Our very own Visual Arts editor, Francesca Gavin, is releasing 100 New Artists, a book which seeks to explore the aesthetics of tomorrow’s art world by presenting a series of artists that are currently making waves in the contemporary art scene. The book skates across the globe, to include a variety of painters, sculptures and performance work - from underground Berlin artists that include Özlem Altin and Sven Johne to new installation artists in Tokyo, like Teppei Kaneuji. We spoke to Francesca to discover whats in store for the art of tomorrow…
Dazed Digital: In relation to the quote on the front of the book, do you feel that the various schools of 'isms' restrict an artist's identity? Can you tell us more about this idea?
Francesca Gavin: Its just a very old fashioned way of looking at art – one that perhaps is linked to Utopian ideas at the heart modernism or the 20th century. No one wants to be pigeonholed. That’s just an easy way to brand a product and I like when art questions those kind of ideas. When artists were creating Surrealism or Futurism there was a collective approach and political motivation from the start for example - a desire to break from the past, create a new world.
We don’t live in those times anymore. I mention Adam Curtis’ ‘Century of the Self’ documentaries in the introduction and his argument that in recent years the focus has been much more on the individual looking inward. I think that can apply to art that resonates today too.
DD: How did you work to define a 'new' artist?
Francesca Gavin: It’s a really difficult word and it took me ages to think how I’d define it. In this case I was looking for artists under 35 – it seemed to be this cusp age where people became established and accepted if they had been working for a while (though obviously there are many exceptions). I look at art every day so I was really trying to get people I felt were pushing aesthetic references, mediums, approaches. Something that felt different.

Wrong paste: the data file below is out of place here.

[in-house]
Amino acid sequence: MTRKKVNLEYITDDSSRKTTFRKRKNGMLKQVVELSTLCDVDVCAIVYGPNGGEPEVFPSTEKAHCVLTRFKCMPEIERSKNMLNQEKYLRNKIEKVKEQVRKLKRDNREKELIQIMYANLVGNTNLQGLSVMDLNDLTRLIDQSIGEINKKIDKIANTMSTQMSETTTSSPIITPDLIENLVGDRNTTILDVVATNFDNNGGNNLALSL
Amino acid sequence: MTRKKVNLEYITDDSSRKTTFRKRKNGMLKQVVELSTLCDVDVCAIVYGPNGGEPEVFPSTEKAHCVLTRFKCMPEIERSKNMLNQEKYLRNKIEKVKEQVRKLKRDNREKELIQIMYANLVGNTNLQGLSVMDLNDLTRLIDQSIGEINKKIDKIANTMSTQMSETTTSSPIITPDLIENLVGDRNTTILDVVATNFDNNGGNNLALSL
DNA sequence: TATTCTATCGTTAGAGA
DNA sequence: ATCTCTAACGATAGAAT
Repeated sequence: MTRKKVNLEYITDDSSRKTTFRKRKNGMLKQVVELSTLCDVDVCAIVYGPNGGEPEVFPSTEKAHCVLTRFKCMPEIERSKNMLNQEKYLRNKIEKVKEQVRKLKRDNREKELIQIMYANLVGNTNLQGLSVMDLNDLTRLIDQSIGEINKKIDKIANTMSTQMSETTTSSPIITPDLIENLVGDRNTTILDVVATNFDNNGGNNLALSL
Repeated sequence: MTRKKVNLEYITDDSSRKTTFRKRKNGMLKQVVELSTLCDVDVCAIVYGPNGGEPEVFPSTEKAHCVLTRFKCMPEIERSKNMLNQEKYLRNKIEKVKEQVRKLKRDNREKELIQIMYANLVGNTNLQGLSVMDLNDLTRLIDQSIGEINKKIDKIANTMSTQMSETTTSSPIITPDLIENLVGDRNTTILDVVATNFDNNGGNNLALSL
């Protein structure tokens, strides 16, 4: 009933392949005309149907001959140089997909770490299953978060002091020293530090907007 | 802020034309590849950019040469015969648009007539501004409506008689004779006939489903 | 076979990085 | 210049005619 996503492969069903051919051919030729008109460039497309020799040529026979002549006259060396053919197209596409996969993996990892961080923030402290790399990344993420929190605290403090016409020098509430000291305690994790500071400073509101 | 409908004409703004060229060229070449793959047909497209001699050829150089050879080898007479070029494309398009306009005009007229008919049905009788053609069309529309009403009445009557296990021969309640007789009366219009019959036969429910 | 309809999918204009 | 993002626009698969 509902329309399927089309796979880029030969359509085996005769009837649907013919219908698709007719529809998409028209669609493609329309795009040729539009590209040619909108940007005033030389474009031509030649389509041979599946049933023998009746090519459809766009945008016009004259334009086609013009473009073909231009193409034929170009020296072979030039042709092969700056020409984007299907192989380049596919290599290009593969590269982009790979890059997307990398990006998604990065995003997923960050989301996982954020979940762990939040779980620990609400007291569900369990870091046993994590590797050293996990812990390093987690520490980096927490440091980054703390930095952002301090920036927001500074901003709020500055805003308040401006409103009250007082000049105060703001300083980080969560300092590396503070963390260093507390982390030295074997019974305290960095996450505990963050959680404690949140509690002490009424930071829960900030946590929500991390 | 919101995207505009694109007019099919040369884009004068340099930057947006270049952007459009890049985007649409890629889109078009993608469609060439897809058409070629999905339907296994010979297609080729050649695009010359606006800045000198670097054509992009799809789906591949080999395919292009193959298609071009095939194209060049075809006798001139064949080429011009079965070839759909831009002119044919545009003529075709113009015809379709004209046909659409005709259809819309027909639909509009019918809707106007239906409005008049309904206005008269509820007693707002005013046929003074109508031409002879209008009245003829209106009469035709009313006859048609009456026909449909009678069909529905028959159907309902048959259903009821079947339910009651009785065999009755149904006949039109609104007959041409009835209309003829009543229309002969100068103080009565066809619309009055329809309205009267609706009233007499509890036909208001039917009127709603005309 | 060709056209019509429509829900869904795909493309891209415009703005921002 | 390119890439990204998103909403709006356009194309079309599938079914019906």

DD: Was there anything in particular you looked for or avoided?
Francesca Gavin: I looked for art that felt like it punched me in the stomach or whispered in my ear. I avoided having too many artists working in one medium. I included no more than 10 from any country and tried to keep things very international – from Indonesia to Iran to Mexico.
DD: Do you have any favourites?
Francesca Gavin: Tonnes. It’s an ever-changing list depending on what I’m interested in at that time. I’m a massive fan of Eli Cortinas’s film works, the humour of Jack Strange, Jayson Musson and Dionisis Kavilleratos and the cultural references of Rashid Johnson and Ioana Nemes.
DD: How do you see the international art world changing in the next few years?
Francesca Gavin: Assuming the world will last beyond 2012? I hate the constant focus in the media on economics when people talk about art so I’d rather focus on content. I think that the artists who are utilizing technological references will start being much more accepted in the wider art world. Installation is becoming something the general public is increasingly fascinated by.
The idea of art moving just beyond the object but becoming a theatrical space, something you can enter into and interact with. I’ve noticed a lot of artists building spaces around their objects not just sticking things in an empty room.
DD: How did you work to represent the artists in the book?
Francesca Gavin: I interviewed all 100 artists and printed question and answer discussions with them. I think it is always fascinating hearing what an artist’s intentions are rather than a writer pontificating about their opinion… It makes more sense when it is something thematically based but my aim in writing about art is to make people included, interested, want to discover more. I think that format is so much more accessible and involving.
DD: Do you feel as though social networking limits or broadens an artist's horizon? How can they utilise this staggeringly popular media?
Francesca Gavin: I don’t know if twitter or facebook or google+ - so social networks - really have much impact or importance when it comes to making art. I think there are rare moments – the London riots being the most obvious recent one – when social networks became a place for serious discussion. It’s a rare and fascinating thing when that happens. Status updates about hangovers don’t really broaden anyone’s minds. I’m yet to see those spaces be used beyond a space to invite people to upcoming shows.
However I think the internet in a wider sense has been incredibly influential – things are being seen by such a wide audience. The internet has become a kind of 24-7 exhibition space. Artist websites can be a fusion of a self-portrait, portfolio and solo show. Young galleries are having much more exposure.